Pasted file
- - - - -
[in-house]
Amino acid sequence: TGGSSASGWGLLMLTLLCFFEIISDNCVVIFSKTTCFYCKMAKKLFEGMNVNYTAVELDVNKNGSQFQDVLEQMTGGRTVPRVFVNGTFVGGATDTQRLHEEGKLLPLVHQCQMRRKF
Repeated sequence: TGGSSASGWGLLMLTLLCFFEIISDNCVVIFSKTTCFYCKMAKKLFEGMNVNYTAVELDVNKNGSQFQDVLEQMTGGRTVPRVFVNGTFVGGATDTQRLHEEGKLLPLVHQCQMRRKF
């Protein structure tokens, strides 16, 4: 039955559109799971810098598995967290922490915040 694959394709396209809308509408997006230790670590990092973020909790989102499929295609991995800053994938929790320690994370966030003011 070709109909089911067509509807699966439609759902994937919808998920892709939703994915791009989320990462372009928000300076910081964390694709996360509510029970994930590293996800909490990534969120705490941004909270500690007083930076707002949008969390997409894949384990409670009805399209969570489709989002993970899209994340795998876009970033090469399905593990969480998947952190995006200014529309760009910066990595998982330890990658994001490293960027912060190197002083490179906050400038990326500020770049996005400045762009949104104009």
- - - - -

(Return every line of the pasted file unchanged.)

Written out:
[in-house]
Amino acid sequence: TGGSSASGWGLLMLTLLCFFEIISDNCVVIFSKTTCFYCKMAKKLFEGMNVNYTAVELDVNKNGSQFQDVLEQMTGGRTVPRVFVNGTFVGGATDTQRLHEEGKLLPLVHQCQMRRKF
Repeated sequence: TGGSSASGWGLLMLTLLCFFEIISDNCVVIFSKTTCFYCKMAKKLFEGMNVNYTAVELDVNKNGSQFQDVLEQMTGGRTVPRVFVNGTFVGGATDTQRLHEEGKLLPLVHQCQMRRKF
């Protein structure tokens, strides 16, 4: 039955559109799971810098598995967290922490915040 694959394709396209809308509408997006230790670590990092973020909790989102499929295609991995800053994938929790320690994370966030003011 070709109909089911067509509807699966439609759902994937919808998920892709939703994915791009989320990462372009928000300076910081964390694709996360509510029970994930590293996800909490990534969120705490941004909270500690007083930076707002949008969390997409894949384990409670009805399209969570489709989002993970899209994340795998876009970033090469399905593990969480998947952190995006200014529309760009910066990595998982330890990658994001490293960027912060190197002083490179906050400038990326500020770049996005400045762009949104104009």